Watching the wind
by Jesse Loren
The yard sounds like the ocean today. Waves and waves of fluttering leaves roar like the ocean tides. One wave after the other swings the catalpa tree due south, then south again. Few birds are out. And the ground is clear of all leaves. A honeybee buzzes onto a rose. A bumblebee helicopters over to the trumpet vine. The wind blows the other way whipping the oaks, the catalpa and the eucalyptus. The catalpa branches bend almost 45 degrees, like respectful guests in a foreign land.
I am in the kitchen. It is tidy, save for the boxes from the failed installation of roll-out cabinet drawers. This is the time of year I try to organize my nest. My mother is on the couch recuperating after eye surgery.
I am watching the wind, an unseen force, like time, bends the living, without malice, just blowing through and again in waves.
My mother asks me where she is. She has only taken eye drops, nothing narcotic. She wonders what strange house this is with the red and blue rooms, the neutral tones and chickens painted everywhere. Almost hourly, she remarks at the warmth of this house.
Where is Winters, she asks, as if the history of my being in this place for nearly 17 years has left her. Time, for her, is like leaves fallen from seasons past.
Is this my house? She asks, then adds, I live somewhere by water right?
Yes, you live at the beach and a lagoon rests in your backyard.
Yesterday, she was perfectly reasonable except for insisting that there was a prowler on her upstairs deck and that is why she came back. That is why she forgot her things. She wants to put a fence around her property to feel safe again.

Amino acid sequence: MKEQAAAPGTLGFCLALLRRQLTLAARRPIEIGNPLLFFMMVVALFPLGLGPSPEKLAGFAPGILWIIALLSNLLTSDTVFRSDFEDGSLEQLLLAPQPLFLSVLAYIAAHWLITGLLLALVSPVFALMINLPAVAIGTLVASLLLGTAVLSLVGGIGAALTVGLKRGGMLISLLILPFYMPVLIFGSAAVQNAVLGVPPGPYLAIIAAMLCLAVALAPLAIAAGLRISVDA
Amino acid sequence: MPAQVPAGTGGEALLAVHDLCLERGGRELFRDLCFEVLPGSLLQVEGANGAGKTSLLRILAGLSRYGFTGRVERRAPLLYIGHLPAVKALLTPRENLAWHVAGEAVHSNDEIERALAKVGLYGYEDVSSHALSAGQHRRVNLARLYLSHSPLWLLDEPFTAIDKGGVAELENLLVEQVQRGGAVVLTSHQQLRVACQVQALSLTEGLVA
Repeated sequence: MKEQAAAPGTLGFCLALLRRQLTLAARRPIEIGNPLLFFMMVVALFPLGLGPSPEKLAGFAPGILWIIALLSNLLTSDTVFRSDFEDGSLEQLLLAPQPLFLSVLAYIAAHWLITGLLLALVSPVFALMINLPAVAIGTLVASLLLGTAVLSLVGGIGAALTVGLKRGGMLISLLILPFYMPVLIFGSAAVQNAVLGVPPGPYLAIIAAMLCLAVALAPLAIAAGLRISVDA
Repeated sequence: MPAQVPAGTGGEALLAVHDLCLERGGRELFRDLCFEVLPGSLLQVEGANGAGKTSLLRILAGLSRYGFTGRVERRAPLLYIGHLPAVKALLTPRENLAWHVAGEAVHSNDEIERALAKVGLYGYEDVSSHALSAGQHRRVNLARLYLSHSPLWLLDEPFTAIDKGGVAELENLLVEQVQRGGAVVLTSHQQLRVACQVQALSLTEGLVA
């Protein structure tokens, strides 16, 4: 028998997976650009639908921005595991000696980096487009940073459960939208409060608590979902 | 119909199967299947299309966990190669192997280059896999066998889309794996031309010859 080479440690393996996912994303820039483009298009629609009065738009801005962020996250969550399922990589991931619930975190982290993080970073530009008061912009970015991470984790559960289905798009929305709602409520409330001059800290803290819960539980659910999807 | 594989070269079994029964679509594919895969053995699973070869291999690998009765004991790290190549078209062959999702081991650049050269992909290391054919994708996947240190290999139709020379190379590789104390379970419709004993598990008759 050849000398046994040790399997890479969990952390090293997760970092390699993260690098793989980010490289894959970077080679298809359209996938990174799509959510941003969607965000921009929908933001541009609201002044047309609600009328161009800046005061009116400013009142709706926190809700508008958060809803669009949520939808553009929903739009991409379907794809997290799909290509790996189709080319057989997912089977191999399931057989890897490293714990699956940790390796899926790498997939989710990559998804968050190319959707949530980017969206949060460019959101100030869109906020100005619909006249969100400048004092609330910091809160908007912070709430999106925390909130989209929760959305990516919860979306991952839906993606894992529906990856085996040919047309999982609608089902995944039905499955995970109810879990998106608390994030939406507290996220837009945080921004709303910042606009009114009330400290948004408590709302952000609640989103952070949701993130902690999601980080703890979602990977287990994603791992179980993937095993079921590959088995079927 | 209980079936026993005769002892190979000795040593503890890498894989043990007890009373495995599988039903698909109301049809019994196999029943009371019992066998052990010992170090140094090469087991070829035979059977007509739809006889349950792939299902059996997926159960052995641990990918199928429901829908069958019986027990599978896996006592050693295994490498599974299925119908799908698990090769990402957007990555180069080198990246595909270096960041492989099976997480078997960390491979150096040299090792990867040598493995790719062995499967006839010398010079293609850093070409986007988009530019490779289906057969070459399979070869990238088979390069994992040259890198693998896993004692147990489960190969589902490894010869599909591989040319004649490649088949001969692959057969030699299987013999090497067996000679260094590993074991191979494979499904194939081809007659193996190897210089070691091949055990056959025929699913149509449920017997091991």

I want her to feel safe too. But what she wants to contain is not the relics of the 1950s — the bikes, pedal cars, old Coke machines and milk bottles; she wants to contain the id and ego that makes up Regina. Identity, for her, is in relationship to her things. Mom is to milk bottle as tree is to branch.
My mom remembers who she loves, but where she is or what day or time, is gone. She used to argue about politics, but not anymore. She is so afraid of saying something stupid, she no longer goes to her meetings. A lifetime of business experience, but now the mail goes unopened and unanswered. She is sleeping soundly with three dogs cuddled up to her.
I am trying to remain patient no matter what is asked. No matter how many times.
I see myself in the Catalpa. There are only two blushes of spring bloom left, but those blooms are beautiful. The tree bends and sways with the invisible hand of the wind, but in bending, it does not break.